My wonderful boy is struggling with depression

(9 Posts)
user1488769604 Mon 06-Mar-17 03:58:30

I am new to mumsnet in fact I don't usually do any of this sort of thing but I have been desperate to get some advice from parents who have been through something similar. My clever, funny and loving 16 year old boy went to a teacher at school about 6 weeks ago to say he felt suicidel. Although he has had periods of low mood in the past this came out of the blue, he had appeared to be doing better. He has a small group of very good friends who although he doesn't see all the time he is close to. He had just started seeing a lovely boy and they seemed to be happy. This relationship ended yesterday and although I don't know the details my son was becoming rather demanding and clingy in an insecure kind of way. The other boys parents also told their son that they didn't like him and thought he was a bad influence which obviously wasn't helpful.
Some days he appears well and happy and other days he struggles to get out of bed. Generally he does eat, sleep and go to school but the slightest thing really hits him hard. I am very worried as to how he will cope with breaking up with his boyfriend.
He has starting seeing a specialist nurse but finds the ordeal of talking to her as difficult as anything else. He has told her he always feels low and things of suicide. I have found notes in his room about dying.
I don't know how to help him.
I would really like to hear from anyone who has been through something similar and come out the other side.

OP’s posts: |
UsedToBeAPaxmanFan Mon 06-Mar-17 04:33:58

I'm so sorry that your lovely boy is going through this.

My ds, who is now 20, suffered from depression when he was 17/18. It was a very difficult time for him.and for us. He was very difficult to live with as he was also very hostile towards us. His school referred him to CAMHS but he refused to attend the appointments.

He did agree to see the GP and was prescribed anti depressants, which helped. However, he spent a period of about 9 months not functioning properly, not really getting out of bed, not seeing any friends, and I was seriously worried about him. He was also expressing suicidal thoughts and phoned the Samaritans on at least two occasions that I'm aware of.

He eventually came out of it when he left school and got a job - somthing I didn't think would happen, to be honest. I couldn't see him.being employable but in fact he was much better when working. He went to work every single day, although he had hardly ever attended school in the preceding year. He's now been working for two years, is very sociable, goes out with all his mates and is also lovely to live with.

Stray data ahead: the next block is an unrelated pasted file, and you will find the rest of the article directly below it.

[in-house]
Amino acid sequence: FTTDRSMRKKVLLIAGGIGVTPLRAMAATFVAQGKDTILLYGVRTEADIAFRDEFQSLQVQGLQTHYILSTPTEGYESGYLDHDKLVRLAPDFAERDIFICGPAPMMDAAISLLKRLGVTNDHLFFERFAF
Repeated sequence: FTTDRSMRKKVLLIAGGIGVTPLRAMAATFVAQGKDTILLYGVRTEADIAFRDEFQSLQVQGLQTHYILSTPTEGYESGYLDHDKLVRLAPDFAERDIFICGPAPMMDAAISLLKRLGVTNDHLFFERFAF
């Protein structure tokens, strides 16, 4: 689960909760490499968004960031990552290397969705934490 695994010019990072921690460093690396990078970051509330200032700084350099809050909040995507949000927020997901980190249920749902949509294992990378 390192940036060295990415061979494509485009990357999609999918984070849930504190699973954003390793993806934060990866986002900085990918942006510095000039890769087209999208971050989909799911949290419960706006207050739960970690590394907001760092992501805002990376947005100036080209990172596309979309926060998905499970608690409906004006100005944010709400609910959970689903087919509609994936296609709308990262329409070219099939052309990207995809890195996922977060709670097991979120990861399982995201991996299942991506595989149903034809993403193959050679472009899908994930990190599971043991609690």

Your ds is going through the trauma of a broken relationship, which at 16 probably seems like the end of the road. I think all you can do is be there for him, and try to reassure him that it will be ok. He probably won't believe you though. I would also stronly advocate getting support from CAMHS. Although my ds wouldn't go I've got friends whose children have benefitted from it.

Good luckflowers

JonesyAndTheSalad Mon 06-Mar-17 04:38:01

I was horribly depressed aged 16-18 OP. What sorted me out was also a job and my beloved drama group.

But the things which got me well enough to tackle those things were simply walking my sister's dog and painting.

Can you help and encourage your son to take some walks with you? Perhaps if he hasn't, a dog might help. flowers

JonesyAndTheSalad Mon 06-Mar-17 04:38:26

I forgot to add, excersise is very powerful when it comes to beating depression. Walking alone did it for me.

t875 Mon 06-Mar-17 23:14:23

I would get him an apt with cahms asap. And possibly look to get anti depressants. My daughter went through this last year and since the tablets she has got loads better with the low moods and is a lot more positive. She is also having CBT which has helped.
Is he struggling with anything atall at school? I would try to get feed back from form teacher email his subject teachers see how he's doing if he's struggling with anything.
Also try to get feed back from the mums of his friends how his friends are finding him and if they have picked up on him worrying about anything. Good luck. You sound a big support. It's so hard. But they do get better. But keep close eye on him. flowers x

t875 Mon 06-Mar-17 23:19:40

Get him looking forward to things. Book a holiday , cinema stint. Time out with friends. Get him into a hobbie or sport. Something he's good at which will help with his confidence and esteem. X

Bensyster Tue 07-Mar-17 08:14:17

I think good nutritious food, bed early and loads of exercise....and for the mind have you considered meditation? I think many people have an unhealthy approach to thoughts and emotions and they feed the emotions with negative thoughts, the emotions become more raw and the thoughts feed them again.
The turning point for me was to stopping feeding the emotions with negative thoughts....meditation helps with this....if they'll do it. I know ds has a tendency towards this kind of thinking and it's taken nearly 6 months of talking (gently) about the inner voice that can be very destructive and cause huge mental problems for him to start addressing it, he downloaded the Headspace app and has started meditating.


user1488769604 Tue 07-Mar-17 12:39:12

Thank you so much for taking time to reply. I will try some of your ideas. It is so reassuring here from people who have been through similar things. Thanks again.

OP’s posts: |
t875 Tue 07-Mar-17 22:06:30

Ah great idea about head space. We're getting this for dd as she's not sleeping well. Great advise there too.
Good luck for him OP come back and ask anytime. Pm too if need be. 💐 X

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